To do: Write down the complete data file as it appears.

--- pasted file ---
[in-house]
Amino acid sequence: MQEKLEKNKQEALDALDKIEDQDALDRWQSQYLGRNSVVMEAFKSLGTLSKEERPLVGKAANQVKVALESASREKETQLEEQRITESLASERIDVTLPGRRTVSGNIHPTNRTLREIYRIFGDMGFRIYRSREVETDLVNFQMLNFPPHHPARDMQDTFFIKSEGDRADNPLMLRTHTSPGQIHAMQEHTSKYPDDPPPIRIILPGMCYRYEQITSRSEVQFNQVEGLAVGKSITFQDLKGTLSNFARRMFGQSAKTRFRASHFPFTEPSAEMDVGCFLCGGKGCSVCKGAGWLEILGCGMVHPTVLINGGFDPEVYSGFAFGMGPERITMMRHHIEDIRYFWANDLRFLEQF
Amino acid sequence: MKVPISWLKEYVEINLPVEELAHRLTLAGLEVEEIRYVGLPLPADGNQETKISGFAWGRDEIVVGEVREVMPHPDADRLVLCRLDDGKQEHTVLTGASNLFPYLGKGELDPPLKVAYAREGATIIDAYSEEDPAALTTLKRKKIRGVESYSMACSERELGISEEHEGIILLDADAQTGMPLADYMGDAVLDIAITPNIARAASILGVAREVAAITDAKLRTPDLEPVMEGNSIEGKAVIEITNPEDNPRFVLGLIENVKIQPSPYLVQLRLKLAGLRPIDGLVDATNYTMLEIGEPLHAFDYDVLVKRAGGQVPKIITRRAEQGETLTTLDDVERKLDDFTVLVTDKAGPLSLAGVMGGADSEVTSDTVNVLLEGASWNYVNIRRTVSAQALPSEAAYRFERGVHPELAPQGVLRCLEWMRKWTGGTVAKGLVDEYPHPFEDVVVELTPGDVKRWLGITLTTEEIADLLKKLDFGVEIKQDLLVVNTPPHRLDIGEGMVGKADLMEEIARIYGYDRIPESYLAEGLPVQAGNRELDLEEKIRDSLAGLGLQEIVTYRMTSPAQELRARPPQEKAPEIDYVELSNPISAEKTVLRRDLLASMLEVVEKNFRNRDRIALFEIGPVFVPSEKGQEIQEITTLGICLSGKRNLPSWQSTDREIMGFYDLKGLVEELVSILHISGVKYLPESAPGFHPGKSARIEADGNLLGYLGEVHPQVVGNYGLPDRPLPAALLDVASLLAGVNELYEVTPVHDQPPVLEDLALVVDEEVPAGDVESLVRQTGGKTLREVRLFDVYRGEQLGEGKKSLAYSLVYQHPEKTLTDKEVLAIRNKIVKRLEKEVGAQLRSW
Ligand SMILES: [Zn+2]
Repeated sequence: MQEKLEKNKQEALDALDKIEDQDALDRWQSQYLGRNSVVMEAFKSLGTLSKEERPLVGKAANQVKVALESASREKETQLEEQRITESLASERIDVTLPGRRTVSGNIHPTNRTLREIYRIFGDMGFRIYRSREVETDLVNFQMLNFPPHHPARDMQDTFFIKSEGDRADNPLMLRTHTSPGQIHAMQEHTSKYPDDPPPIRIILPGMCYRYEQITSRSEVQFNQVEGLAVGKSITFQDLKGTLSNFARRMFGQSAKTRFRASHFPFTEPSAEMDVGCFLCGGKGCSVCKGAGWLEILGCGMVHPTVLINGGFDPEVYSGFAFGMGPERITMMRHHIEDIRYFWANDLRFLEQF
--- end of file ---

[in-house]
Amino acid sequence: MQEKLEKNKQEALDALDKIEDQDALDRWQSQYLGRNSVVMEAFKSLGTLSKEERPLVGKAANQVKVALESASREKETQLEEQRITESLASERIDVTLPGRRTVSGNIHPTNRTLREIYRIFGDMGFRIYRSREVETDLVNFQMLNFPPHHPARDMQDTFFIKSEGDRADNPLMLRTHTSPGQIHAMQEHTSKYPDDPPPIRIILPGMCYRYEQITSRSEVQFNQVEGLAVGKSITFQDLKGTLSNFARRMFGQSAKTRFRASHFPFTEPSAEMDVGCFLCGGKGCSVCKGAGWLEILGCGMVHPTVLINGGFDPEVYSGFAFGMGPERITMMRHHIEDIRYFWANDLRFLEQF
Amino acid sequence: MKVPISWLKEYVEINLPVEELAHRLTLAGLEVEEIRYVGLPLPADGNQETKISGFAWGRDEIVVGEVREVMPHPDADRLVLCRLDDGKQEHTVLTGASNLFPYLGKGELDPPLKVAYAREGATIIDAYSEEDPAALTTLKRKKIRGVESYSMACSERELGISEEHEGIILLDADAQTGMPLADYMGDAVLDIAITPNIARAASILGVAREVAAITDAKLRTPDLEPVMEGNSIEGKAVIEITNPEDNPRFVLGLIENVKIQPSPYLVQLRLKLAGLRPIDGLVDATNYTMLEIGEPLHAFDYDVLVKRAGGQVPKIITRRAEQGETLTTLDDVERKLDDFTVLVTDKAGPLSLAGVMGGADSEVTSDTVNVLLEGASWNYVNIRRTVSAQALPSEAAYRFERGVHPELAPQGVLRCLEWMRKWTGGTVAKGLVDEYPHPFEDVVVELTPGDVKRWLGITLTTEEIADLLKKLDFGVEIKQDLLVVNTPPHRLDIGEGMVGKADLMEEIARIYGYDRIPESYLAEGLPVQAGNRELDLEEKIRDSLAGLGLQEIVTYRMTSPAQELRARPPQEKAPEIDYVELSNPISAEKTVLRRDLLASMLEVVEKNFRNRDRIALFEIGPVFVPSEKGQEIQEITTLGICLSGKRNLPSWQSTDREIMGFYDLKGLVEELVSILHISGVKYLPESAPGFHPGKSARIEADGNLLGYLGEVHPQVVGNYGLPDRPLPAALLDVASLLAGVNELYEVTPVHDQPPVLEDLALVVDEEVPAGDVESLVRQTGGKTLREVRLFDVYRGEQLGEGKKSLAYSLVYQHPEKTLTDKEVLAIRNKIVKRLEKEVGAQLRSW
Ligand SMILES: [Zn+2]
Repeated sequence: MQEKLEKNKQEALDALDKIEDQDALDRWQSQYLGRNSVVMEAFKSLGTLSKEERPLVGKAANQVKVALESASREKETQLEEQRITESLASERIDVTLPGRRTVSGNIHPTNRTLREIYRIFGDMGFRIYRSREVETDLVNFQMLNFPPHHPARDMQDTFFIKSEGDRADNPLMLRTHTSPGQIHAMQEHTSKYPDDPPPIRIILPGMCYRYEQITSRSEVQFNQVEGLAVGKSITFQDLKGTLSNFARRMFGQSAKTRFRASHFPFTEPSAEMDVGCFLCGGKGCSVCKGAGWLEILGCGMVHPTVLINGGFDPEVYSGFAFGMGPERITMMRHHIEDIRYFWANDLRFLEQF